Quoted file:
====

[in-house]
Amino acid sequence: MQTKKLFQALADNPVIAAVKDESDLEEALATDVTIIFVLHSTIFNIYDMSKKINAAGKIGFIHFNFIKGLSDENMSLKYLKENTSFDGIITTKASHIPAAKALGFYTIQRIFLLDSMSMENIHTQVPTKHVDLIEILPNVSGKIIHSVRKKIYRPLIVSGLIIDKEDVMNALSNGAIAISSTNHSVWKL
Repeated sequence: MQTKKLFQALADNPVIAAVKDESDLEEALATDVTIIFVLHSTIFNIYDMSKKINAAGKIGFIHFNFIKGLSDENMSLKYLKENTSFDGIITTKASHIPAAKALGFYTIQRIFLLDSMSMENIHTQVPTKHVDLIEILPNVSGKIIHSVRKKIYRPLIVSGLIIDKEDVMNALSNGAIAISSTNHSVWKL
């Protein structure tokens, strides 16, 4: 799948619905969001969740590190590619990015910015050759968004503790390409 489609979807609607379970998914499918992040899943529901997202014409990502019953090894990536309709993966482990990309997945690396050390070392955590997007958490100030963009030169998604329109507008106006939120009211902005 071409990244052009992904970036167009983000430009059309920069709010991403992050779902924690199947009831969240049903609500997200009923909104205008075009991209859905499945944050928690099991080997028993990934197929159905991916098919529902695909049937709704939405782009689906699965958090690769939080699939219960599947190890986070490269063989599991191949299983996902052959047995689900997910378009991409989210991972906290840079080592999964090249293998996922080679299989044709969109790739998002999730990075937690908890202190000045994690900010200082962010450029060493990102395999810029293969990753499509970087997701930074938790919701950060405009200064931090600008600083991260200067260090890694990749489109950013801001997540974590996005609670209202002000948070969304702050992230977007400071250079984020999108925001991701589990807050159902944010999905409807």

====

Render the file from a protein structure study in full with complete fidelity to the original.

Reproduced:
[in-house]
Amino acid sequence: MQTKKLFQALADNPVIAAVKDESDLEEALATDVTIIFVLHSTIFNIYDMSKKINAAGKIGFIHFNFIKGLSDENMSLKYLKENTSFDGIITTKASHIPAAKALGFYTIQRIFLLDSMSMENIHTQVPTKHVDLIEILPNVSGKIIHSVRKKIYRPLIVSGLIIDKEDVMNALSNGAIAISSTNHSVWKL
Repeated sequence: MQTKKLFQALADNPVIAAVKDESDLEEALATDVTIIFVLHSTIFNIYDMSKKINAAGKIGFIHFNFIKGLSDENMSLKYLKENTSFDGIITTKASHIPAAKALGFYTIQRIFLLDSMSMENIHTQVPTKHVDLIEILPNVSGKIIHSVRKKIYRPLIVSGLIIDKEDVMNALSNGAIAISSTNHSVWKL
């Protein structure tokens, strides 16, 4: 799948619905969001969740590190590619990015910015050759968004503790390409 489609979807609607379970998914499918992040899943529901997202014409990502019953090894990536309709993966482990990309997945690396050390070392955590997007958490100030963009030169998604329109507008106006939120009211902005 071409990244052009992904970036167009983000430009059309920069709010991403992050779902924690199947009831969240049903609500997200009923909104205008075009991209859905499945944050928690099991080997028993990934197929159905991916098919529902695909049937709704939405782009689906699965958090690769939080699939219960599947190890986070490269063989599991191949299983996902052959047995689900997910378009991409989210991972906290840079080592999964090249293998996922080679299989044709969109790739998002999730990075937690908890202190000045994690900010200082962010450029060493990102395999810029293969990753499509970087997701930074938790919701950060405009200064931090600008600083991260200067260090890694990749489109950013801001997540974590996005609670209202002000948070969304702050992230977007400071250079984020999108925001991701589990807050159902944010999905409807």